< November 30, 2008 >

Commentary on 1 Corinthians 1:3-9

 

As in most of his letters, Paul begins 1 Corinthians with an expression of thanksgiving.

Paul's regular opening thanksgivings serve at least two purposes: here he signals the concerns he has for his addressees and seeks to influence their behavior and self-understanding.

In 1 Corinthians, Paul first gives thanks for the grace of God which was given in Christ Jesus. This says something very interesting about what Paul thinks of the Corinthian believers and perhaps about what he thinks they think of themselves. Paul focuses his and his readers' attention first on God's grace in Christ. Almost certainly this is because he thinks his converts have lost this focus. Whatever else Paul is grateful for (and whatever else he wants the Corinthians to be grateful for), the primary object of gratitude must be God. Every other reason for gratitude is rooted in the primary reason for gratitude -- God's grace in Jesus Christ.

Paul also gives thanks for the speech and knowledge the Corinthians possess. Later in the letter, we learn that some in the Corinthian church had exceptional capacities for Spirit-inspired speech−prophecy and speaking in tongues−and some were receiving revelations (1 Corinthians 14:26-39). Paul here wants to emphasize their speech and knowledge are not their own achievement but a gift.

The Corinthians have, Paul says, been enriched in every way with all speech and knowledge. It is not their doing. Perhaps Paul gives thanks to God for the richness of the Corinthians' experience of the Spirit as a way of introducing the directives he will later give. Paul will direct the Corinthians to recognize that speaking in tongues, prophecy, speaking knowledge and wisdom, and having revelation are meant for the common good (1 Corinthians 12:7). This is the case because any signs of the Spirit are signs not of the importance of the individuals who receive these manifestations but of the love of God. It is God who is the source of spiritual gifts, and it is God who is to be acknowledged and thanked continually.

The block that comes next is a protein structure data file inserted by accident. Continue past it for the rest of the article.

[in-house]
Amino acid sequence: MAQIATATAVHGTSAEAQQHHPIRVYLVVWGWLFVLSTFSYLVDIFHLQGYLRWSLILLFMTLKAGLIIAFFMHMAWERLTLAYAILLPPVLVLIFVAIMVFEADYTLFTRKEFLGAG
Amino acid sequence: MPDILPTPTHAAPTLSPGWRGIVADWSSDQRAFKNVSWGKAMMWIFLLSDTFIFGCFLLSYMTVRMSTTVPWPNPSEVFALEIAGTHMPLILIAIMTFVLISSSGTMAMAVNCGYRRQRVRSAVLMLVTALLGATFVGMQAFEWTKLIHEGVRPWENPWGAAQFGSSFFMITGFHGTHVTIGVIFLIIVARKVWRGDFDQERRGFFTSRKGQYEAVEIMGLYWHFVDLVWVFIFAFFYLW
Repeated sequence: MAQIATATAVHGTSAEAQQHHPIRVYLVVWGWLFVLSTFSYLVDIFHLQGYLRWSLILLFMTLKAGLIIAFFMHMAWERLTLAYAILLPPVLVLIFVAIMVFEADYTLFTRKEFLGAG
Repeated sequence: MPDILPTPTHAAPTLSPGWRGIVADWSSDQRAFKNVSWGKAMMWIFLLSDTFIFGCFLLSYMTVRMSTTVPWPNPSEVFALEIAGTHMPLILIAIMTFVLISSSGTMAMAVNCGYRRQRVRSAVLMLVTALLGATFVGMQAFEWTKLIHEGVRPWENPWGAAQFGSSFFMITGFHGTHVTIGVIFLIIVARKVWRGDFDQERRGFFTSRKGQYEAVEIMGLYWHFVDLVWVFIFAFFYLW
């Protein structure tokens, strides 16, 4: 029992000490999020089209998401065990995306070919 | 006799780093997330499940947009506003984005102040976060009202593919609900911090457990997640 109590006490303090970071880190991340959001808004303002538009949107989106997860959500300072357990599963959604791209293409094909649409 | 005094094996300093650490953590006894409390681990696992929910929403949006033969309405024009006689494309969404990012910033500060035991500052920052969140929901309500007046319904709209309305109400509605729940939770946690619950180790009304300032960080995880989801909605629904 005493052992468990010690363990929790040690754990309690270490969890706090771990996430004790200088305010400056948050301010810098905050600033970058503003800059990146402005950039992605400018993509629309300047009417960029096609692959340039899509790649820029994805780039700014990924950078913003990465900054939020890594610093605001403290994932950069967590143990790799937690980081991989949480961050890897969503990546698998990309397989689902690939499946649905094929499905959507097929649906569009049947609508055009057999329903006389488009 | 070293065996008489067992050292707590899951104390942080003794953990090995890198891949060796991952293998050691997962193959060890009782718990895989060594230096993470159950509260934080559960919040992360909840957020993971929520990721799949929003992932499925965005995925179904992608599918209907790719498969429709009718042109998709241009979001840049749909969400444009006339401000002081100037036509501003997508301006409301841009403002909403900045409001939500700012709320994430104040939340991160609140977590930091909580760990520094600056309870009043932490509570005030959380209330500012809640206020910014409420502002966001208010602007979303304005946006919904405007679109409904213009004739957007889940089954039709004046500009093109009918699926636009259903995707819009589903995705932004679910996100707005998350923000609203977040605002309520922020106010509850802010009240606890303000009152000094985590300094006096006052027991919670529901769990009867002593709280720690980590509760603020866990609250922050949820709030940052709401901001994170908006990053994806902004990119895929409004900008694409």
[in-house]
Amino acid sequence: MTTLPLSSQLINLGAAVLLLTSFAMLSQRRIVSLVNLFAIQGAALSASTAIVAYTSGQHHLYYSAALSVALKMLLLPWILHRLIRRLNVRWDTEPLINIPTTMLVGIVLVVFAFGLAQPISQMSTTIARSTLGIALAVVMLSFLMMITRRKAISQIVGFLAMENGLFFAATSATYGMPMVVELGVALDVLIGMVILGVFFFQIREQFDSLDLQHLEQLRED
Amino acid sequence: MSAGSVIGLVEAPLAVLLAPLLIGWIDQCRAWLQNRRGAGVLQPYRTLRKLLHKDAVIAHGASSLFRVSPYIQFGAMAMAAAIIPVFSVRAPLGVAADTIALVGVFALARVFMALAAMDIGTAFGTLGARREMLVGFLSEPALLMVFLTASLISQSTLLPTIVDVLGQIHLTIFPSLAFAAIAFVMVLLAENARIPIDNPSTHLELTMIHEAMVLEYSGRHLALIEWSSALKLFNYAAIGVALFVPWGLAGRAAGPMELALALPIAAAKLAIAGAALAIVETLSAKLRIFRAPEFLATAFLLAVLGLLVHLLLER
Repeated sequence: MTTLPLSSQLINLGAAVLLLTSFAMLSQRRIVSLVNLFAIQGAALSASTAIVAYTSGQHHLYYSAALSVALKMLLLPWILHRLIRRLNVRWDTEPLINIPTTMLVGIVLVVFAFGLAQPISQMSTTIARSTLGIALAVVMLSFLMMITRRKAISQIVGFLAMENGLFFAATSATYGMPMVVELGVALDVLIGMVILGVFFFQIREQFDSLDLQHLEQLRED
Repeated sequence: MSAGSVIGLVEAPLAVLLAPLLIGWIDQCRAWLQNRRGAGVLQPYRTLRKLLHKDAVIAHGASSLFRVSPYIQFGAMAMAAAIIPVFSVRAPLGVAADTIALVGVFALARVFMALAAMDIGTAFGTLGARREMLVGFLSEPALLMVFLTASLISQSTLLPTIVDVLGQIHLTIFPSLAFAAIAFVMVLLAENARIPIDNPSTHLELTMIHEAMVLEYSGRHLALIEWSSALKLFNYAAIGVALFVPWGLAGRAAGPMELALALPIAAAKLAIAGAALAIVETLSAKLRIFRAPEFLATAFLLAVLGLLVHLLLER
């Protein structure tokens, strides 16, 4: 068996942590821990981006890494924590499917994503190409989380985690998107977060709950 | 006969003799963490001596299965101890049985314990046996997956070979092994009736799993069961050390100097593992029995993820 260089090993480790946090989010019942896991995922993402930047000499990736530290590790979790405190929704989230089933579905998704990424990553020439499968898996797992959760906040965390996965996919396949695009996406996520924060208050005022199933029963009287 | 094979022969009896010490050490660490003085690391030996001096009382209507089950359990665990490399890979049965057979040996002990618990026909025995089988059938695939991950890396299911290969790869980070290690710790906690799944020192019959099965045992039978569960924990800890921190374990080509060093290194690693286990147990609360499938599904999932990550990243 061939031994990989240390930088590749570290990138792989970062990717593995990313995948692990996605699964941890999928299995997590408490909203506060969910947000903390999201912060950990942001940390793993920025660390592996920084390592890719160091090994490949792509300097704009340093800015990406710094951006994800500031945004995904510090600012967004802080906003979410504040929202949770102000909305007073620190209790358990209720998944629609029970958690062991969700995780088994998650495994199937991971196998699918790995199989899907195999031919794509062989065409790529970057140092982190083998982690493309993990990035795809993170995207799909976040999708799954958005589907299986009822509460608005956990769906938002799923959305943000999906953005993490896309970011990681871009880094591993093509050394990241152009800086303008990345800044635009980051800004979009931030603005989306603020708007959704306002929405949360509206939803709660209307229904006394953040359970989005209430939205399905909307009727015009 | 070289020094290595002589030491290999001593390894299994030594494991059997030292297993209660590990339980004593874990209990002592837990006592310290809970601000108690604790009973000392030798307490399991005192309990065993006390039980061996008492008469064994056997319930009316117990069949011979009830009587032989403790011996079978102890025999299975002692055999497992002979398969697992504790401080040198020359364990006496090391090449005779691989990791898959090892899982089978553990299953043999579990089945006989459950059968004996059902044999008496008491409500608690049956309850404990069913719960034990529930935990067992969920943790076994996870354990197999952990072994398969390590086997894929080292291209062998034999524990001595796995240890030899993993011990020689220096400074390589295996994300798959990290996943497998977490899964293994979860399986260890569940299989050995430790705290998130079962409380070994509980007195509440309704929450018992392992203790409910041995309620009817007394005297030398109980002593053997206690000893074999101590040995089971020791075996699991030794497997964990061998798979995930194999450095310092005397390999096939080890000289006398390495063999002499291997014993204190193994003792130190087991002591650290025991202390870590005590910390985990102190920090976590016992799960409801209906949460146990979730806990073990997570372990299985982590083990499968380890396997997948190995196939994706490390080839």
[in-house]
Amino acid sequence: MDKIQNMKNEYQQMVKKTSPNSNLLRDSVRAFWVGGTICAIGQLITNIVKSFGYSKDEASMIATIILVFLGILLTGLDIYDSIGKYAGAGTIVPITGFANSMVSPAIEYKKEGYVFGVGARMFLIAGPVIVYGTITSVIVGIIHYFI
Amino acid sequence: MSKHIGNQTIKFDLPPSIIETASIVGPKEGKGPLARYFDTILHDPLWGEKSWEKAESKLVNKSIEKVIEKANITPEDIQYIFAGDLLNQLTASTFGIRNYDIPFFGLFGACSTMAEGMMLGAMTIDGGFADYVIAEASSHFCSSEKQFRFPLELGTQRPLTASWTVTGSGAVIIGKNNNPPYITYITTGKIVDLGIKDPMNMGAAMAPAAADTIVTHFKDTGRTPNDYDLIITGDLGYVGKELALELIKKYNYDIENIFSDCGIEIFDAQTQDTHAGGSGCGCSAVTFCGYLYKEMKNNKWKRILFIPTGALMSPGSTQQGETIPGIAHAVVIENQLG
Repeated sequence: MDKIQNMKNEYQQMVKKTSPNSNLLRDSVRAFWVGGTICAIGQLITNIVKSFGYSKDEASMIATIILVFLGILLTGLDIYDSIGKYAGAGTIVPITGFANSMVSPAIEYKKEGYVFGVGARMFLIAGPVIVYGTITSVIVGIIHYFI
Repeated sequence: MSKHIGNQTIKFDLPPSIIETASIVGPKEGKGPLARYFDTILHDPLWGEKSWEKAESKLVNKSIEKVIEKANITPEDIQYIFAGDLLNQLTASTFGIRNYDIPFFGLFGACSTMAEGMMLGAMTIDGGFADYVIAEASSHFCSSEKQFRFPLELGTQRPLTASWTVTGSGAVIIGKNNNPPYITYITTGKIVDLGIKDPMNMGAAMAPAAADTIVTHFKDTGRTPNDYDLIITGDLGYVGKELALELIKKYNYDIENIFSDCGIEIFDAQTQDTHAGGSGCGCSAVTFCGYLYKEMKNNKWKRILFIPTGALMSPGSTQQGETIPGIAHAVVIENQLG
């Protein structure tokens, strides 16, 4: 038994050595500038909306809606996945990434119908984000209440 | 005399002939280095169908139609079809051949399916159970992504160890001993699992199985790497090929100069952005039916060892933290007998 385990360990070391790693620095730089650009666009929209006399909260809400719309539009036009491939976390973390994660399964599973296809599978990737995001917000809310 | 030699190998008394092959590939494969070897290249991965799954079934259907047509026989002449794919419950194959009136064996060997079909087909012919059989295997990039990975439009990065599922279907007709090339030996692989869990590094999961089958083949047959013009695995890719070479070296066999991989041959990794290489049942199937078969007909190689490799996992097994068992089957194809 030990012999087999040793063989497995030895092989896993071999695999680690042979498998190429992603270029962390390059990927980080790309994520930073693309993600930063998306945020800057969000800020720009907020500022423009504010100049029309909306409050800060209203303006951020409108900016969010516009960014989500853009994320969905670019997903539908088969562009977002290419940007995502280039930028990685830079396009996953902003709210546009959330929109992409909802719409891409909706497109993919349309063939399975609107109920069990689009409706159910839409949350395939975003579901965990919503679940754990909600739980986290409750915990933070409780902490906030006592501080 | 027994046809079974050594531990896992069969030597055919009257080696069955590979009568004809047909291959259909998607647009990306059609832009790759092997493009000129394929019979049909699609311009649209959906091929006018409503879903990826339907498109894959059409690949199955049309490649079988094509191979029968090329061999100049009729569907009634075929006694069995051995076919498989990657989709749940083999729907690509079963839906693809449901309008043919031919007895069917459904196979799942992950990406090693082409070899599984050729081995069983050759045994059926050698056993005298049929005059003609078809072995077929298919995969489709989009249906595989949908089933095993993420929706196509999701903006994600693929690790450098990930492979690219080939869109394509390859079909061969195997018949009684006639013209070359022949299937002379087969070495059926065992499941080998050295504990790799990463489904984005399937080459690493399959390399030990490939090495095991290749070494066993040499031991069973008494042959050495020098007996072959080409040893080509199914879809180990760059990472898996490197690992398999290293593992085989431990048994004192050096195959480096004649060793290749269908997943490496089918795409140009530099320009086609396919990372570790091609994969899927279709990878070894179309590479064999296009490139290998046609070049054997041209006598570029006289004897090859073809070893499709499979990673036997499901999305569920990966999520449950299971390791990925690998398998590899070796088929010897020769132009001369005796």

Those who believe in Jesus Christ are those who are 'in Christ.' Their lives are rooted in God through Christ. Paul reminds his converts of this when he gives thanks that they have been enriched 'in him' (1:5), that is, 'in Christ'. The lives of the Corinthian believers are lived as gift in the rich sphere of Christ. Their quarrelling and self-satisfaction (1 Corinthians 1:10-12; 4:8) are a denial of the reality of their new lives.

Not only is Paul worried that the Corinthian believers have focused on themselves rather than on God when they experience manifestations of the Spirit, but he is also worried that they are deluded into thinking that what is now is all there is.

The Corinthian believers had exceptional spiritual experiences. Several lengthy passages later in 1 Corinthians give a window into a church community that was bursting with signs of God's Spirit (1 Corinthians 12 and 14). These experiences were so powerful that some of the Corinthian believers thought they now had been given the completion of what God offers in Christ. They felt they had no need to hope or wait for more. The touch of the Holy Spirit in their lives was so exciting and profound that they thought they had all God wanted to give them.